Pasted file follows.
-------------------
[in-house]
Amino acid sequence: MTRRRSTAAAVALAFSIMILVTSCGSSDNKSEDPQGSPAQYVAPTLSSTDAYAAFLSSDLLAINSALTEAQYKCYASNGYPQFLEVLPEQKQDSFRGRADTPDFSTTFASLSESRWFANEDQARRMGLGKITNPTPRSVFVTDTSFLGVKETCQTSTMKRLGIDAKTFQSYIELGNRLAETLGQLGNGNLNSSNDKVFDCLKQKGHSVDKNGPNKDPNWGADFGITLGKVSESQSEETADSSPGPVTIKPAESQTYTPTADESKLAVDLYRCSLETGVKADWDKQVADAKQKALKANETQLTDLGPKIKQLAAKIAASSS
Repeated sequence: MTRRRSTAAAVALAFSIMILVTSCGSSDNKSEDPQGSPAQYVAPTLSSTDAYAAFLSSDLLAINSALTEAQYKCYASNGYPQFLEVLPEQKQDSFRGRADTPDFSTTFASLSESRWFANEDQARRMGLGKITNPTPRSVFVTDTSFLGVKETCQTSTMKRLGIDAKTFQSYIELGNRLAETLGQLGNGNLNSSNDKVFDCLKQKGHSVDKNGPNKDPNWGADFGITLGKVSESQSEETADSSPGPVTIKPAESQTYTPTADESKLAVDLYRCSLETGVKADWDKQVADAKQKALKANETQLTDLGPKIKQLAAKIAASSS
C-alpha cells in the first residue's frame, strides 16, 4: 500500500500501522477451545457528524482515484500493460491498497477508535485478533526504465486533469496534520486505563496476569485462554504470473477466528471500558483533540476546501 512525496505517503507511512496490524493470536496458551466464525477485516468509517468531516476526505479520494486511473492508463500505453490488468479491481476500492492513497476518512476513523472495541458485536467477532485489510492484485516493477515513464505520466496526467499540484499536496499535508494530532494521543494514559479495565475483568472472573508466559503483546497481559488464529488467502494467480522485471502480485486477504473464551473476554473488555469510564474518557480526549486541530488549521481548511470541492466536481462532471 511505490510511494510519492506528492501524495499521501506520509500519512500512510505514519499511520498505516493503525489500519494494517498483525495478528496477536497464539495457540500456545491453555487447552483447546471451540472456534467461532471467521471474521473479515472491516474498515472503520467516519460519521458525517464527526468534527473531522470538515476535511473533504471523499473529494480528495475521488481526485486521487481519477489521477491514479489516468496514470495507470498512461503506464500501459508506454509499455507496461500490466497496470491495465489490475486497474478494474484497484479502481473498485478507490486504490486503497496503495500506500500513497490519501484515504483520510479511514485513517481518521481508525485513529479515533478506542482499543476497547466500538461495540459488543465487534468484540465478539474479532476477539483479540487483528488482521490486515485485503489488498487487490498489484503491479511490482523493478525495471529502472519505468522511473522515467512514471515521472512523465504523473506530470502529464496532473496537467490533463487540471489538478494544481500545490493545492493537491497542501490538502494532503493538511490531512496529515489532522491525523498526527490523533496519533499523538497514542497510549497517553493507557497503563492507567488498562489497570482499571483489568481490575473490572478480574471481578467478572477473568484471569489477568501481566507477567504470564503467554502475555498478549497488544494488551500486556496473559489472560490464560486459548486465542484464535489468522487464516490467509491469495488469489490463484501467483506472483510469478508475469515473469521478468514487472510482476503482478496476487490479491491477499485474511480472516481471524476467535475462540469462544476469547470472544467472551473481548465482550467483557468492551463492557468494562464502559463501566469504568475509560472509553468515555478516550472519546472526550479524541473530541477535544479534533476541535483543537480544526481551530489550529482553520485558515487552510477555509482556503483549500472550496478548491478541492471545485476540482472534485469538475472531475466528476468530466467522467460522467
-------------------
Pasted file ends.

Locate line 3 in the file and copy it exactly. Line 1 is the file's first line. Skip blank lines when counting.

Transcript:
Repeated sequence: MTRRRSTAAAVALAFSIMILVTSCGSSDNKSEDPQGSPAQYVAPTLSSTDAYAAFLSSDLLAINSALTEAQYKCYASNGYPQFLEVLPEQKQDSFRGRADTPDFSTTFASLSESRWFANEDQARRMGLGKITNPTPRSVFVTDTSFLGVKETCQTSTMKRLGIDAKTFQSYIELGNRLAETLGQLGNGNLNSSNDKVFDCLKQKGHSVDKNGPNKDPNWGADFGITLGKVSESQSEETADSSPGPVTIKPAESQTYTPTADESKLAVDLYRCSLETGVKADWDKQVADAKQKALKANETQLTDLGPKIKQLAAKIAASSS